Harmon heads to home plate one last time

FILE - This May 22, 1962, file photo shows Minnesota Twins' outfielder Harmon Killebrew hitting a double in the third inning against the Washington Senators, in Washington. Killebrew announced Friday, May 13, 2011, that he no longer plans to fight his esophageal cancer and has settled in for the final days of his life, saddening friends and fans of the 74-year-old Hall of Fame slugger. (AP Photo/Bob Schutz, File)

He hasn’t homered for the Twins since 1974, but he’s still their MVP to a lot of fans.

Harmon Killebrew announced Friday that he will enter hospice care and is ending his battle against esophageal cancer. Killebrew, 74, said he has “exhausted all options” and knows he is at the end of his life.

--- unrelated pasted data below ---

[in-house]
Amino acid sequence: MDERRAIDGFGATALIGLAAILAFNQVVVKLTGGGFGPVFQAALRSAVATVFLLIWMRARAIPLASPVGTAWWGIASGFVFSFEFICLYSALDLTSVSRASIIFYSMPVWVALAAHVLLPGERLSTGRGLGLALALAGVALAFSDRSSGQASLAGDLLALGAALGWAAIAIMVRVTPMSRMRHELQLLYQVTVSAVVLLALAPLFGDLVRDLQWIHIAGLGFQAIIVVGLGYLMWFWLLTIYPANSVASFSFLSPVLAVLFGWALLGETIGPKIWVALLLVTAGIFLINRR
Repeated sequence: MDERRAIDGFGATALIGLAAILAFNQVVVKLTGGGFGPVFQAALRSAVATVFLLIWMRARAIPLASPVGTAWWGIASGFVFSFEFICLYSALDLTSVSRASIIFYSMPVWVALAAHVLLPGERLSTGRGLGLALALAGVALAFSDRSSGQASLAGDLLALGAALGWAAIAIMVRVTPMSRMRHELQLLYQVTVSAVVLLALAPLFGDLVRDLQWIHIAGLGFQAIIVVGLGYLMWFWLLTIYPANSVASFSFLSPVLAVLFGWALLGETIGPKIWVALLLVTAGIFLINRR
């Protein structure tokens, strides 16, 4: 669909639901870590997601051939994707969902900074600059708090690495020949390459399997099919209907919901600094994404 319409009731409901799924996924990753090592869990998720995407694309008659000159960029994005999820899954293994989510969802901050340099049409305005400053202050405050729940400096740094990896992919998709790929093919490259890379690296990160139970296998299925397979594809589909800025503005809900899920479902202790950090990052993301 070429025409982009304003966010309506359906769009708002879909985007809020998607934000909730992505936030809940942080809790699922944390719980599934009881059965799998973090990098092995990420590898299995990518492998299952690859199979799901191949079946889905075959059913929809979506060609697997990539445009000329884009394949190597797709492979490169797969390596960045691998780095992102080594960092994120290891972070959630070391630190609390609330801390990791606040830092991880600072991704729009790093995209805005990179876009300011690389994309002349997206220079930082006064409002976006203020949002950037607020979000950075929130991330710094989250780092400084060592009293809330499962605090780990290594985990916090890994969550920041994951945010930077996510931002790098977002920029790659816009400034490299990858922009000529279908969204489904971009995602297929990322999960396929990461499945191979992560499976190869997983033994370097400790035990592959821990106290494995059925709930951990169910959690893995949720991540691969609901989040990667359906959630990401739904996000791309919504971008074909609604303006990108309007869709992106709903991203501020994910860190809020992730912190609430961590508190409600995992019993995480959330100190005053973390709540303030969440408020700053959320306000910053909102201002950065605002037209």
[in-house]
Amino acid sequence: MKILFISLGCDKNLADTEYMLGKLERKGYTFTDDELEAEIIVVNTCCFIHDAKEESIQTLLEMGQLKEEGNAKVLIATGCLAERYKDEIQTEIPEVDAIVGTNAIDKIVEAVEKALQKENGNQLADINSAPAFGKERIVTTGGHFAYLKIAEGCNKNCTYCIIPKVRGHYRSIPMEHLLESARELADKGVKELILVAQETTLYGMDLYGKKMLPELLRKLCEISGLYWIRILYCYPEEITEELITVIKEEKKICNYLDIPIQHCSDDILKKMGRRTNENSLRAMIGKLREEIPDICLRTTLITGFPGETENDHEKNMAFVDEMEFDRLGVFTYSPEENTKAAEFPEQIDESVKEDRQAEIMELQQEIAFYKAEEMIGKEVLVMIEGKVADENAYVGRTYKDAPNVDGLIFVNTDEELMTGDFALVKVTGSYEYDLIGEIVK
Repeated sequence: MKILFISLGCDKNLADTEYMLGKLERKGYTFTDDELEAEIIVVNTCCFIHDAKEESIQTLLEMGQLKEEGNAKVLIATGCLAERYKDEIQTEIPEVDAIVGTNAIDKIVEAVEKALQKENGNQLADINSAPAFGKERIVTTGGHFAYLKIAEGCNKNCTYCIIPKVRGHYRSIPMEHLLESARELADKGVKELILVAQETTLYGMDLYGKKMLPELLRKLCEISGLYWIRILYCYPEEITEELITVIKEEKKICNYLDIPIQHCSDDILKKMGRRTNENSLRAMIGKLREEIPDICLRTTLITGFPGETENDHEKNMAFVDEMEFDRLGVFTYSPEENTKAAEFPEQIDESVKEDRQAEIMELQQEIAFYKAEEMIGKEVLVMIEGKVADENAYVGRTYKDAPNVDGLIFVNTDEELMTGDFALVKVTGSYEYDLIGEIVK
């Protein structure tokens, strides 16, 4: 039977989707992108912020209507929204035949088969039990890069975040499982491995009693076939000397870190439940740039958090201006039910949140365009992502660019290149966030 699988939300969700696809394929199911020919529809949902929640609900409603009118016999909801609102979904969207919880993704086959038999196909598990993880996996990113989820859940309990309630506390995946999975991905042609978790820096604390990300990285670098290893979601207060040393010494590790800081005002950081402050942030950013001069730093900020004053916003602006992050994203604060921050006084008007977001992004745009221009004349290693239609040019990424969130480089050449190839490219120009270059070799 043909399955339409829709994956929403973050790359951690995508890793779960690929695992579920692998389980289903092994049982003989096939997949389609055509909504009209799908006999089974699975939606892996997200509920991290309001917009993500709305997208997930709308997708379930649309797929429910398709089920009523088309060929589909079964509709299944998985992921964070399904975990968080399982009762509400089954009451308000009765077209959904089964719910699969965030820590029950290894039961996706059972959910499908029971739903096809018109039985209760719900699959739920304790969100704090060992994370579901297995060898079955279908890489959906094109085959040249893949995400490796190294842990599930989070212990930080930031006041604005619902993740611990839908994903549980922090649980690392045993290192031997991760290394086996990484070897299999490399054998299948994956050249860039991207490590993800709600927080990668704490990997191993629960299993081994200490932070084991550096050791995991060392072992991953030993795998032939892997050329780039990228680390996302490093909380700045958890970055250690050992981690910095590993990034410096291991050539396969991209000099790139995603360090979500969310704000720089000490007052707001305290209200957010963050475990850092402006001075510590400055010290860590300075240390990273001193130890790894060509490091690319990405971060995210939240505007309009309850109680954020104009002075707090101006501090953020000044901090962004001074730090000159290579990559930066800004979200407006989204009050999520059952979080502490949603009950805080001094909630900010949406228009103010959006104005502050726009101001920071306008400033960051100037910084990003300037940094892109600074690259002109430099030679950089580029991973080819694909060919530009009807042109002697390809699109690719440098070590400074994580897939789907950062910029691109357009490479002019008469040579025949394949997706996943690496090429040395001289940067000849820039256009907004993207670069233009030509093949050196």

I grew up surrounded by Twins fans in the 1960s and 1970s and admired The Killer. He was a tremendous power hitter with a gentle soul. The man who hit more home runs than any other player in the 1960s — more than Mantle, Mays, Aaron and other superstars — was a quiet, decent man who said he enjoyed washing dishes.

Teammates and opponents raved equally about his ability and his decency. I share that view after interviewing him a few years ago in Mankato, Minn. Harmon was and is the greatest Twin. He was great to all fans that cold winter night on the Twins Caravan and watching him interact with people was a privilege.

The baseball world wishes him, his family and friends peace in these final innings. Harmon may be headed to his final home plate, but we will always recall the joy he caused during his sojourn around the bases.

Here’s a story on the sad news:  http://www.mitchellrepublic.com/event/article/id/52619/group/homepage/

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